A marked improvement on the capes last week, with the headline west Australia/China route jumping up over US$1.00. Vessels were fixing around the US$5.60 level at the beginning of the week and now they are obtaining US$7.00 which was rumoured to have been fixed by FMG on cape tonnage loading 2 February.
Saldanha to Qingdao was fixed at US$11.35 on capesize tonnage basis 11/20 February by NYK. Midweek, Vale fixed two vessels for Teluk Rubiah to Qingdao, Pantagruel (180,181-dwt 2004-built, CCL) basis 30/31 January at US$4.90 and the Captain J Papadakis (179,558-dwt 2011-built) for 1/3 February at US$4.80.
There was less T/C fixing reported but the Aqua Vision (180,353-dwt 2011-built) open Dalian 1/2 February was said to have fixed for an Australian round voyage with redelivery North China at US$12,500.
With the improved sentiment there was a little more period activity, the Baltic Lion (179,185-dwt 2012-built) open Dalian 26 January fixed 4-7 months in the region of US$16,000 with Bunge.
In the Atlantic TKS fixed NYK tonnage for their Narvik/Rotterdam cargo loading 7/16 February at US$4.25 and EZDK took K-line tonnage for their Narvik/El Dekheila 10/19 February cargo at US$6.55.
On the Brazil to China route, the Cape Splendor (206,070-dwt 2014-built) fixed a full cargo loading mid-February at US$14.95 with Dreyfus.
The period market remained active with an ECO JMU type achieving US$14,500 for one year at the beginning of the week, however as the week progressed the focus shifted from one-year trades to shorter periods of four to six months. A decent number of fixtures were evident midweek and sentiment was positive, but on Thursday the spot market appeared to have a wobble as charterers began to challenge the status quo and hold back a little. This was particularly evident in the Atlantic where the market had seemed very firm with modern kamsarmaxes fixing transatlantic grain rounds in excess of US$15,000 daily on Wednesday, but on Thursday morning the FFA market softened and charterers suddenly decided to take a step back and watch, leading to a stand-off. There were very few fronthaul trades reported from the US Gulf, but east coast South America continued to attract ballasters from the East and Middle East with a kamsarmax fixed at US$15,000 from Haldia being the high point. In the Pacific, tonnage saw significant gains for North Pacific rounds compared to the previous week, jumping from US$11,000 daily for modern kamsarmaxes to US$12,750 daily, with Japanese activity being the main driving force. A few vessels failed on subjects, and owners began to discount trips to India and South-East Asia, but generally rates remained steady.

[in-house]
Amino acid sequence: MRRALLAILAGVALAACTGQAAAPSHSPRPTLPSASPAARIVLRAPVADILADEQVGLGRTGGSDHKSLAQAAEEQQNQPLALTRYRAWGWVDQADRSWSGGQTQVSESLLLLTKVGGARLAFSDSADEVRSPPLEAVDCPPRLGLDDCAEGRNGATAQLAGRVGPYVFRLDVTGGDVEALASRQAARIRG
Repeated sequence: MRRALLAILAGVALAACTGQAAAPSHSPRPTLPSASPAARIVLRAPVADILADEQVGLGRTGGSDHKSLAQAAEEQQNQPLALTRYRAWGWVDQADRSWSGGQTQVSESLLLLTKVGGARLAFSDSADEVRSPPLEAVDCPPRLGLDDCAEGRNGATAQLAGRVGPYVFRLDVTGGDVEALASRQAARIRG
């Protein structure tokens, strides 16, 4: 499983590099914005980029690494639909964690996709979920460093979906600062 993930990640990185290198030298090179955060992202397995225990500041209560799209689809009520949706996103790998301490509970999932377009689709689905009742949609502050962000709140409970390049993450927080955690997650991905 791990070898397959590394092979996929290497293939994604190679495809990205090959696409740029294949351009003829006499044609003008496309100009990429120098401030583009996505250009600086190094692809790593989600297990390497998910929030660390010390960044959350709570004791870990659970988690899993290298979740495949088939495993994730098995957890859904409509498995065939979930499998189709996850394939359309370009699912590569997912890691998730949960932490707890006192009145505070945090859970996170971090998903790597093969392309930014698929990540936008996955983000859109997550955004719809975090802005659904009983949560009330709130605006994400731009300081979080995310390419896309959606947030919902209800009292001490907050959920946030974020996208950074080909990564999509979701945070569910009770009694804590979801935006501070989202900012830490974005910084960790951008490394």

As the week progressed the supramax index lost ground mainly due to the Atlantic routes losing momentum, whilst the Asian routes generally stayed in more positive territory. Period activity however was again seen with a 63,000-dwt open east coast India fixing five to seven months trading redelivery worldwide at close to US$12,000.
In the Atlantic, the US Gulf saw declines on rates from the previous weeks with a lack of fresh enquiry, a 53,000-dwt was fixed with sulphur basis delivery SW Pass redelivery Morocco at around US$20,500. From east coast South America, brokers advised a static week but there was a bit more enquiry for forward positions as the week came to a close. From the Continent and Mediterranean again rates eased, a 56,000 was fixed delivery Canakkale for a trip via west Mediterranean redelivery west Africa at US$9,000.
Rates remained steady from Asia, a newbuilding 63,000-dwt was fixed ex yard Imabari for the end of January for a NoPac round redelivery south east Asia at US$9,900.
From the Indian Ocean a 58,000-dwt was rumoured fixed at US$11,750 plus US$175,000 ballast bonus delivery Durban for a trip to the east.
Another pretty flat week overall in the Atlantic and whilst rates from the US Gulf started on a high, as the week progressed they traded sideways. From the Continent and Mediterranean rates eased slightly with a lack of fresh enquiry.
A 28,000-dwt was fixed delivery in the Black Sea for a trip to the east Mediterranean at US$7,600. Limited activity from the south Atlantic with little being reported from here.
Rates in Asia again remained fairly weak, due to a buildup of tonnage in the North and a lack of fresh enquiry. Further south rates remained steady, a 37,000-dwt open Kosichang fixed a sugar cargo redelivery far east in the mid US$8,000s. As the week closed holidays in Australia and India slowed things down further.
Source: Baltic ExchangePrevious Next